As is the case for France, the main potential downside risks in Paris come from higher interest rates, a renewed credit crunch and a downturn in real incomes given the background of a high level of French household debt relative to income. Of these, higher interest rates is the most relevant. If rates were to rise, and home prices fell, the rise in user cost would add to the downward pressure. The consumption equation for France, discussed in Chauvin and Muellbauer (2018), shows a substantial negative effect from real interest rates on housing and consumer loans, conditional on permanent and current income. Moreover, the estimated equation for permanent household income also shows a negative real interest rate effect, implying that aggregate demand in France is sensitive to higher real interest rates. Still, the absence of the amplifying feedback effect from house prices onto consumption, as found in the US and the UK, does limit the downside risks for France.

4 Conclusions

The evidence from the UK and France is that house prices in capital cities are more sensitive to interest rates and credit conditions. The upper ends of those capital city markets are also affected by international investment flows, which can create affordability problems for local residents and can divert residential construction away from homes for middle-income households. A decade of ultra-low interest rates has contributed to driving house prices in many OECD countries to levels exceeding the peaks reached before the global financial crisis. In many countries this has exacerbated generational divides, with the UK offering one of the most extreme examples. It seems probable that these divides have contributed to the rise of populism. After a period of deleveraging, household debt to income ratios have again risen strongly in many OECD countries. The road to ‘normalisation’ of interest rates remains a rocky one.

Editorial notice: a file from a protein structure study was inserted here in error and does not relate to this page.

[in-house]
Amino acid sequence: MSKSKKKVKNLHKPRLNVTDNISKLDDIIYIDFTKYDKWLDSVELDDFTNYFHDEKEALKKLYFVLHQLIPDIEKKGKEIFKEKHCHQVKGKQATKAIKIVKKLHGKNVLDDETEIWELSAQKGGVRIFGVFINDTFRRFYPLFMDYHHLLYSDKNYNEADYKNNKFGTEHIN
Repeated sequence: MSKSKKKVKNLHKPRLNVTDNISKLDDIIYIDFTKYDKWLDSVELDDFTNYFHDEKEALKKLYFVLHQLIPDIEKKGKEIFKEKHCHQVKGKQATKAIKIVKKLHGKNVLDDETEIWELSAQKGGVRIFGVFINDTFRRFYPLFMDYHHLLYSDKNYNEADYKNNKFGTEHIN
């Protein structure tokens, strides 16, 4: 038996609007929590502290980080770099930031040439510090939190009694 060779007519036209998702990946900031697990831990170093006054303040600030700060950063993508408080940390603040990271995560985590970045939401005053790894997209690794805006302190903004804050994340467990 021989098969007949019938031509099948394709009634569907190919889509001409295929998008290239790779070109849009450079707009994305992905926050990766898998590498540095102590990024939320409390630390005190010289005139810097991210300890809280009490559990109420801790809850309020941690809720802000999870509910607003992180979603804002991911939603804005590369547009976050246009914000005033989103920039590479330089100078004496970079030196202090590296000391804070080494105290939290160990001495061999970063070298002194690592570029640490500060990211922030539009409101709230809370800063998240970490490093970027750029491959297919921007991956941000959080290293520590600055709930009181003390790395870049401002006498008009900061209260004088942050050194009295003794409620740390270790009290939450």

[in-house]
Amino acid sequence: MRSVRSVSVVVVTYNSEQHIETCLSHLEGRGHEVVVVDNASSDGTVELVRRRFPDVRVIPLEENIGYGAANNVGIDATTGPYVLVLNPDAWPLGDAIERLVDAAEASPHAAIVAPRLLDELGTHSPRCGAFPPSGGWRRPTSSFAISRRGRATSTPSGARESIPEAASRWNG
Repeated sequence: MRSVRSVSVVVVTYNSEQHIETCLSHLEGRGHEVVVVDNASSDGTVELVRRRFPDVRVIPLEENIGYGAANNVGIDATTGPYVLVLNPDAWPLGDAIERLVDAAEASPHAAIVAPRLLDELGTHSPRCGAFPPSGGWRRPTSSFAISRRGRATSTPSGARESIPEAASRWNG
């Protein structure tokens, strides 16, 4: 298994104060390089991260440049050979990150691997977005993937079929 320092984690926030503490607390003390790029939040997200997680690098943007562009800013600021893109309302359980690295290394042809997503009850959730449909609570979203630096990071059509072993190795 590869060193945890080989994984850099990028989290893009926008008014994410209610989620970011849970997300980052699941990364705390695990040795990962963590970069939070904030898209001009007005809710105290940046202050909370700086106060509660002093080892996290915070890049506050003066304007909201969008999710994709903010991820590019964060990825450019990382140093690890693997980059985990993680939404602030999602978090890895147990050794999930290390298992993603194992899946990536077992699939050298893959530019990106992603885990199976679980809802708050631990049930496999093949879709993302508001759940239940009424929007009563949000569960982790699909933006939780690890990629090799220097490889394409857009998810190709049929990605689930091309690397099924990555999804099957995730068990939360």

Footnotes

  1. 1.

    Evidence, see Duca et al. (2016), is consistent with an asymmetry, a stronger response in a downturn—a credit crunch due to bad loans arising from negative housing equity—than in the upswing of the cycle.

  2. 2.

    See Deaton and Muellbauer (1980), pp. 56–57 and Theil (1976) on inverse demand functions and, for an empirical application, Barten and Bettendorf (1989). For simplicity, (5.1) omits the demand shifter in region r.

  3. 3.

    Even so, data before 1991 are sparse with regional GDP data used to extrapolate household income data back and dummies used to pick up possible deviations between the regional and national housing stocks.

  4. 4.

    As noted in Hendry and Muellbauer (2018), such effects were omitted in models, e.g. at the Bank of England and at the Federal Reserve.

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Authors and Affiliations

  1. 1.Nuffield CollegeOxfordUK
  2. 2.Institute for New Economic Thinking at the Oxford Martin SchoolUniversity of OxfordOxfordUK